The Arts as a Driver of Georgia’s Economy

Next week, Lawrenceville’s Aurora Theatre will open its 20th season with a production of the musical Memphis. The theatre, which was founded by Anthony Rodriguez and Ann-Carol Pence in 1996, moved from Duluth to to a renovated 100 year old church on the Lawrenceville town square in 2007. With half a dozen major shows each year, a separate smaller series on a more intimate stage, acting classes for students and adults, and an apprentice company, the venue hosted more than 600 events and attracted more than 76,000 visitors last season.

What many don’t know, however, is that the theatre is the single largest economic force in Lawrenceville. A March, 2014 study estimated that the theatre has a 3.244 million dollar impact on Gwinnett County.

Can an investment in the arts be a driving force in economic development? The Georgia Council on the Arts and the Georgia Municipal Association think so. The two groups teamed up in June to produce a research report titled Leveraging Public Investment in the Arts. The report uses case studies from cities as varied as Blue Ridge, Athens, Clarkston and Thomasville to illustrate how the arts are being used to drive economic development.

From the mid-1980s through 2008, state funding for the arts ranged between 2 and 4.5 million annually. That number dropped considerably as a result of recession belt tightening. The 2016 budget passed by the General Assembly increased arts funding from $600,000 to $900,000. But, that’s only six cents per person, compared to 63 cents per person in South Carolina and $1.07 pe4r person in Tennessee. That puts Georgia in last place.

In an 11 Alive story, State Senator P.K. Martin, whose district includes the Aurora, says he supports additional arts funding. “As Georgians, I don’t think that we should be last,” Martin said. “I don’t think you’ll see us leading the pack either, but I think we can be competitive, especially with the states around us.”

But Governor Deal wants to make sure there is a consistent source of funding. “The revenue of our state continues to grow. That’s one of the reason we put so much focus on job creation – that’s the way you get your revenue up. When you get your revenue up, you have the ability to put more money in things like the arts.”

One way to increase arts funding is the model used in a seven county region centered on Denver, Colorado. There, the Scientific & Cultural Facilities District assesses a one tenth of one percent sales tax to fund arts programs ranging from major museums to smaller districts. That voter-approved tax provides around $40 million annually in arts funding. The city of Atlanta pushed for such a measure during the 2013 legislative session, estimating that between $11 and $12 million per year could be raised to support the arts in the city.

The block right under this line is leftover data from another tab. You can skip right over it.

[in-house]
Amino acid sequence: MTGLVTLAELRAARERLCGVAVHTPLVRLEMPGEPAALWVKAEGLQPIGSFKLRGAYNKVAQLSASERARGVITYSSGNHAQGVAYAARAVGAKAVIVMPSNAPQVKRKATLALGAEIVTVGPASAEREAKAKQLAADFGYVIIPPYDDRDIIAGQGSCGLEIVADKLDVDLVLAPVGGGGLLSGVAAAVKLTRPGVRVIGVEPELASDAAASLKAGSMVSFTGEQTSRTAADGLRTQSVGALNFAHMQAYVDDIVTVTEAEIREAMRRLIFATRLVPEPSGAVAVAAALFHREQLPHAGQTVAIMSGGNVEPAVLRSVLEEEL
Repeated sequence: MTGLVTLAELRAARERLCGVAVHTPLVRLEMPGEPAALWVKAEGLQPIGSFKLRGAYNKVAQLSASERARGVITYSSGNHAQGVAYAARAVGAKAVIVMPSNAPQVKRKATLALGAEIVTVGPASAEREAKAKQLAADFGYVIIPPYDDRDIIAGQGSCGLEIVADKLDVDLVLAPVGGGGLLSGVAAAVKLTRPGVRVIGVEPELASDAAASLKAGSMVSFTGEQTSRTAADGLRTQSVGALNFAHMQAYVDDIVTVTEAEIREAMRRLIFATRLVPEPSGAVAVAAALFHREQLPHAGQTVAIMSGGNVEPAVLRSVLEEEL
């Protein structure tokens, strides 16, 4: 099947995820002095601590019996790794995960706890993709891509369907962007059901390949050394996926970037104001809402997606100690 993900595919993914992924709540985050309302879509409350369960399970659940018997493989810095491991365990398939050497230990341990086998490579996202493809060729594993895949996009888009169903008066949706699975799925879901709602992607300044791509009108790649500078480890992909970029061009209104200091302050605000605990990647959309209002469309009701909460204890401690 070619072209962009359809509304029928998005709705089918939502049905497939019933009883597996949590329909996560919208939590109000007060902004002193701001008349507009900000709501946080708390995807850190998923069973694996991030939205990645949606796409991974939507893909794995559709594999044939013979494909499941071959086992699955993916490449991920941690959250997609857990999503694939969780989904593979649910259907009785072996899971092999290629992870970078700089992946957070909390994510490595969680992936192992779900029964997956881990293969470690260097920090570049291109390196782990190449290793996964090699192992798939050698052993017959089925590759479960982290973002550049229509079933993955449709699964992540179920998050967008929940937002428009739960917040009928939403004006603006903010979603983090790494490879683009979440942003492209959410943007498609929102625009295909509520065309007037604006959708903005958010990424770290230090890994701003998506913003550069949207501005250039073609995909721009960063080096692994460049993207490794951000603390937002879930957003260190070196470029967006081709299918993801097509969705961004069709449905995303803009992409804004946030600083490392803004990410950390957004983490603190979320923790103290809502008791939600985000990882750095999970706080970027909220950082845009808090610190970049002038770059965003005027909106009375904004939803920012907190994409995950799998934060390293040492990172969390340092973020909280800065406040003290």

Disclosure: I volunteer time maintaining portions of the Aurora’s website.


  1. Raleigh says:

    Another sales tax? Ah no.

    I’ll tell you what lets create an entertainment tax of 1 dollar per ticket on anything you would buy a ticket to get into, museums, sporting events, movies, plays, local football/basketball games, or anything to do with entertainment. I might find I could support that as long as the state and local governments no longer allocate general revenue to fund the “Arts” and the money collected for the Arts be use only for that purpose.

  2. Joseph says:

    Make sure you learn about Columbus’s Springer Opera House, the State Theater of Georgia. It receives no Federal, State, or County/City funding and has been in existence (in a various form or fashion) in its original facility for over 141 years. It’s done with ticket sales, corporate sponsorship, and private donations. The closest thing it receives to Government funding is its tax exempt status and an occasional grant for specific projects (not operational and these grants are very rare). It’s a producing theater (meaning shows are produced locally with a mixture of Equity and local actors). Of course they would LOVE a piece of GCA money, but they live off what they raise. They are prime example of a non-profit arts organization surviving and thriving WITHOUT Government assistance.

    • Ellynn says:

      Not every theater or small town production house has a charitable family foundation that has taken a personal interest in a building for 50 years and a top 100 corporation as their private sponsors, not to mention a user base to buy the tickets. It would be nice if every nonprofit could exist without grants and government assistance. Yet without some form of government backing, smaller gems of Georgia history and the experiences of live shows and music are not possible to maintain or revive. A very good example is the Mars Theatre in Springfield. It’s renovation with the help of city tax dollars and private funds, along with the new public construction of county/city buildings and the courthouse renovation, have helped in the expansion of new business and foot traffic in the city. All of which generate new sales and property tax revenue.

      • Joseph says:

        I understand your points. And it’s more “acceptable” to me for the Government to be involved in a capital project (major renovations, reconstruction, etc) – however, continuously floating the operations is problematic to me.

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